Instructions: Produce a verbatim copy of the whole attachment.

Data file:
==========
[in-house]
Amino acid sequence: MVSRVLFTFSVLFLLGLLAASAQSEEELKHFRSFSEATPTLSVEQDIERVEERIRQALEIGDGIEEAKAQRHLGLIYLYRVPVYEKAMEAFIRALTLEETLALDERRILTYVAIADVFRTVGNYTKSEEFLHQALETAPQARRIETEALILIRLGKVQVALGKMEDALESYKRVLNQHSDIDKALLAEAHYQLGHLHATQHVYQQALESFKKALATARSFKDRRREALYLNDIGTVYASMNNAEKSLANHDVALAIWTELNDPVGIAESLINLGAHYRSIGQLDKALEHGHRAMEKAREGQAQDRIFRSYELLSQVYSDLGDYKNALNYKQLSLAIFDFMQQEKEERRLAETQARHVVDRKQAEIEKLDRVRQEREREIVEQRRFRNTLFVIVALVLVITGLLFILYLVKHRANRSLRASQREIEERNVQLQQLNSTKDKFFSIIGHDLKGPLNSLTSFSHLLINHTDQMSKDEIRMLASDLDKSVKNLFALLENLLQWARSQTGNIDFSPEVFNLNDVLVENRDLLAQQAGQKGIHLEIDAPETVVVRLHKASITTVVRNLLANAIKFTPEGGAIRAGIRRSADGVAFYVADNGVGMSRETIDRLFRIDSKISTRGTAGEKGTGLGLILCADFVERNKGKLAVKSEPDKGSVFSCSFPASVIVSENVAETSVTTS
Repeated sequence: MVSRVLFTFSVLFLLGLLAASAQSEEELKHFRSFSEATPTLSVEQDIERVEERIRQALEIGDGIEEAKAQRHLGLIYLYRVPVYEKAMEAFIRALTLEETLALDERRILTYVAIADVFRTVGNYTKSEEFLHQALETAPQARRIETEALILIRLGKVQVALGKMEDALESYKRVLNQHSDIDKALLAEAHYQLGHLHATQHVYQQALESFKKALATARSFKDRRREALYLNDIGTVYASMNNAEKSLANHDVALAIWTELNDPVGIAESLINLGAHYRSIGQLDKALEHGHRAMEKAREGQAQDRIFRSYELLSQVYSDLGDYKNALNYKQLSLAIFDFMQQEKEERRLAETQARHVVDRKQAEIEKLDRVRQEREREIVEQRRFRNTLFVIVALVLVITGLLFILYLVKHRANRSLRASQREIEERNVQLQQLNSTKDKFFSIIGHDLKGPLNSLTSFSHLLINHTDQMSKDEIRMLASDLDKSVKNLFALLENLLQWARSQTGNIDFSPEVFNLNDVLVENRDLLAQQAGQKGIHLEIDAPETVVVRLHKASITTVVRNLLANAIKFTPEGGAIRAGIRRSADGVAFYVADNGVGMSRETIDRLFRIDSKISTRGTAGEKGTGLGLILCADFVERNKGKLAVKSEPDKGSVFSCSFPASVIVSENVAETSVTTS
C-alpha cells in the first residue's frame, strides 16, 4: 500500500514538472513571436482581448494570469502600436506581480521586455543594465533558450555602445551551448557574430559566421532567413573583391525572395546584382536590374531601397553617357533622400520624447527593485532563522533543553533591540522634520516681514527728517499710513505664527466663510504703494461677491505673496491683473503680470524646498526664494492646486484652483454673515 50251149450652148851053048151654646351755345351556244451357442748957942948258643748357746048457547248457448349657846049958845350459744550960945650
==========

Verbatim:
[in-house]
Amino acid sequence: MVSRVLFTFSVLFLLGLLAASAQSEEELKHFRSFSEATPTLSVEQDIERVEERIRQALEIGDGIEEAKAQRHLGLIYLYRVPVYEKAMEAFIRALTLEETLALDERRILTYVAIADVFRTVGNYTKSEEFLHQALETAPQARRIETEALILIRLGKVQVALGKMEDALESYKRVLNQHSDIDKALLAEAHYQLGHLHATQHVYQQALESFKKALATARSFKDRRREALYLNDIGTVYASMNNAEKSLANHDVALAIWTELNDPVGIAESLINLGAHYRSIGQLDKALEHGHRAMEKAREGQAQDRIFRSYELLSQVYSDLGDYKNALNYKQLSLAIFDFMQQEKEERRLAETQARHVVDRKQAEIEKLDRVRQEREREIVEQRRFRNTLFVIVALVLVITGLLFILYLVKHRANRSLRASQREIEERNVQLQQLNSTKDKFFSIIGHDLKGPLNSLTSFSHLLINHTDQMSKDEIRMLASDLDKSVKNLFALLENLLQWARSQTGNIDFSPEVFNLNDVLVENRDLLAQQAGQKGIHLEIDAPETVVVRLHKASITTVVRNLLANAIKFTPEGGAIRAGIRRSADGVAFYVADNGVGMSRETIDRLFRIDSKISTRGTAGEKGTGLGLILCADFVERNKGKLAVKSEPDKGSVFSCSFPASVIVSENVAETSVTTS
Repeated sequence: MVSRVLFTFSVLFLLGLLAASAQSEEELKHFRSFSEATPTLSVEQDIERVEERIRQALEIGDGIEEAKAQRHLGLIYLYRVPVYEKAMEAFIRALTLEETLALDERRILTYVAIADVFRTVGNYTKSEEFLHQALETAPQARRIETEALILIRLGKVQVALGKMEDALESYKRVLNQHSDIDKALLAEAHYQLGHLHATQHVYQQALESFKKALATARSFKDRRREALYLNDIGTVYASMNNAEKSLANHDVALAIWTELNDPVGIAESLINLGAHYRSIGQLDKALEHGHRAMEKAREGQAQDRIFRSYELLSQVYSDLGDYKNALNYKQLSLAIFDFMQQEKEERRLAETQARHVVDRKQAEIEKLDRVRQEREREIVEQRRFRNTLFVIVALVLVITGLLFILYLVKHRANRSLRASQREIEERNVQLQQLNSTKDKFFSIIGHDLKGPLNSLTSFSHLLINHTDQMSKDEIRMLASDLDKSVKNLFALLENLLQWARSQTGNIDFSPEVFNLNDVLVENRDLLAQQAGQKGIHLEIDAPETVVVRLHKASITTVVRNLLANAIKFTPEGGAIRAGIRRSADGVAFYVADNGVGMSRETIDRLFRIDSKISTRGTAGEKGTGLGLILCADFVERNKGKLAVKSEPDKGSVFSCSFPASVIVSENVAETSVTTS
C-alpha cells in the first residue's frame, strides 16, 4: 500500500514538472513571436482581448494570469502600436506581480521586455543594465533558450555602445551551448557574430559566421532567413573583391525572395546584382536590374531601397553617357533622400520624447527593485532563522533543553533591540522634520516681514527728517499710513505664527466663510504703494461677491505673496491683473503680470524646498526664494492646486484652483454673515 50251149450652148851053048151654646351755345351556244451357442748957942948258643748357746048457547248457448349657846049958845350459744550960945650